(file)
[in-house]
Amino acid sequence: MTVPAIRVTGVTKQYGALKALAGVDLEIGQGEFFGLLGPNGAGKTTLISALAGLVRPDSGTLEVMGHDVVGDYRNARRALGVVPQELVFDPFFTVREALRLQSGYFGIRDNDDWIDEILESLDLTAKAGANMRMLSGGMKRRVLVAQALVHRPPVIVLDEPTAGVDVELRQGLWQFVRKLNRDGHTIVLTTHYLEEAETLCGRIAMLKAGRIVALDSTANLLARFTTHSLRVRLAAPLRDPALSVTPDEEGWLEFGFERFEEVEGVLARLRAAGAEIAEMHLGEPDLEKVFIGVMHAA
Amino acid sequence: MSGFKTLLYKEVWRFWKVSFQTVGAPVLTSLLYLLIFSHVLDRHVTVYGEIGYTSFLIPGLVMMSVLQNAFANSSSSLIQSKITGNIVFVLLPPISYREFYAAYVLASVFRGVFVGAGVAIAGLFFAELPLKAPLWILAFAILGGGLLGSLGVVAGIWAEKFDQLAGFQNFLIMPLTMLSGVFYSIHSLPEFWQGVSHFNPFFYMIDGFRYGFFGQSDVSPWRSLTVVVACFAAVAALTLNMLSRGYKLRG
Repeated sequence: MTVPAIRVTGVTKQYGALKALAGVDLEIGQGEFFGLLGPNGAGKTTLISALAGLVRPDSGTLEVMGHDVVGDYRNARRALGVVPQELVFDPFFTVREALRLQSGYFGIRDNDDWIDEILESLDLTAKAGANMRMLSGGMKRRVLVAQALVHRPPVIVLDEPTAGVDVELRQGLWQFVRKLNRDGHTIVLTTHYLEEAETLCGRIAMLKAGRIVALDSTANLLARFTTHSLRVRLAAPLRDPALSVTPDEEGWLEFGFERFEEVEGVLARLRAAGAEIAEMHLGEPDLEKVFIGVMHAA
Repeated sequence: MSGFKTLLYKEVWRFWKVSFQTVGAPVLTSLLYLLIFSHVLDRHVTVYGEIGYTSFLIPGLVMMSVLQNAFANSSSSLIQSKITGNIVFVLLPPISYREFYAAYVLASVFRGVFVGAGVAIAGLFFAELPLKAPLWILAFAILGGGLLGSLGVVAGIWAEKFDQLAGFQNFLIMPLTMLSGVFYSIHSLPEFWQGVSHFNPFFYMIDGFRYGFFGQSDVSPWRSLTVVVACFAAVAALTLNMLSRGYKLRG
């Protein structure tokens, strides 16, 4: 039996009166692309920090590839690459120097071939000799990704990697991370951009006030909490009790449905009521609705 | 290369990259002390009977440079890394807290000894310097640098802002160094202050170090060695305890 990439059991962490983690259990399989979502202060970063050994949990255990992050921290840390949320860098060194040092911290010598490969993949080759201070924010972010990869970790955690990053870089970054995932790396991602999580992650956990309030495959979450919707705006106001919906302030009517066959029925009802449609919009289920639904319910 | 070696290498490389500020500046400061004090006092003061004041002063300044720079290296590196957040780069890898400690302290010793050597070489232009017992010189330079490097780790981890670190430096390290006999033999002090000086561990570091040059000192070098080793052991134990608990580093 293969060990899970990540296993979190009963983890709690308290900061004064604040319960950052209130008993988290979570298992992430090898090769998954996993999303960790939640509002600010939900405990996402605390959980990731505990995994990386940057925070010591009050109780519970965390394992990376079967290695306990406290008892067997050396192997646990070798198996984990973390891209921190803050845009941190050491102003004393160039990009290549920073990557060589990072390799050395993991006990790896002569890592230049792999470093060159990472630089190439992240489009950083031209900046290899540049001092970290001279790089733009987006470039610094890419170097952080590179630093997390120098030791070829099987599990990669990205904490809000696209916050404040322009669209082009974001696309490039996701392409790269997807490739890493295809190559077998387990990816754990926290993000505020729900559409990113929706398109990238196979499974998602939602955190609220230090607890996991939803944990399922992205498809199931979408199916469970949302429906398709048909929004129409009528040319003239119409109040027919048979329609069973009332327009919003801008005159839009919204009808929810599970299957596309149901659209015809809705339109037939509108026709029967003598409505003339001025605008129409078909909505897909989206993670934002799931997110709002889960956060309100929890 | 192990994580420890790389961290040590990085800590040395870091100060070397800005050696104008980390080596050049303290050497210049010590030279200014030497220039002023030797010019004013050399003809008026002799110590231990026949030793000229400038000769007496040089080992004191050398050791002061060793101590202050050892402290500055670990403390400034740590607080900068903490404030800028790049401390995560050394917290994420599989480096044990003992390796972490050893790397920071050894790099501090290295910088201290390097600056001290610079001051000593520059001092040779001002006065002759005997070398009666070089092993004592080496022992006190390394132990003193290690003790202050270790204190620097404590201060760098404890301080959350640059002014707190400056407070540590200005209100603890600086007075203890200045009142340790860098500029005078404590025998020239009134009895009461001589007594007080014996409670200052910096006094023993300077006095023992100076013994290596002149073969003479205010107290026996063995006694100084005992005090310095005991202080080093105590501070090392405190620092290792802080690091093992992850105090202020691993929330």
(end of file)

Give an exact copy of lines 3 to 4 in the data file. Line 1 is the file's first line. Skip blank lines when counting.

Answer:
Amino acid sequence: MSGFKTLLYKEVWRFWKVSFQTVGAPVLTSLLYLLIFSHVLDRHVTVYGEIGYTSFLIPGLVMMSVLQNAFANSSSSLIQSKITGNIVFVLLPPISYREFYAAYVLASVFRGVFVGAGVAIAGLFFAELPLKAPLWILAFAILGGGLLGSLGVVAGIWAEKFDQLAGFQNFLIMPLTMLSGVFYSIHSLPEFWQGVSHFNPFFYMIDGFRYGFFGQSDVSPWRSLTVVVACFAAVAALTLNMLSRGYKLRG
Repeated sequence: MTVPAIRVTGVTKQYGALKALAGVDLEIGQGEFFGLLGPNGAGKTTLISALAGLVRPDSGTLEVMGHDVVGDYRNARRALGVVPQELVFDPFFTVREALRLQSGYFGIRDNDDWIDEILESLDLTAKAGANMRMLSGGMKRRVLVAQALVHRPPVIVLDEPTAGVDVELRQGLWQFVRKLNRDGHTIVLTTHYLEEAETLCGRIAMLKAGRIVALDSTANLLARFTTHSLRVRLAAPLRDPALSVTPDEEGWLEFGFERFEEVEGVLARLRAAGAEIAEMHLGEPDLEKVFIGVMHAA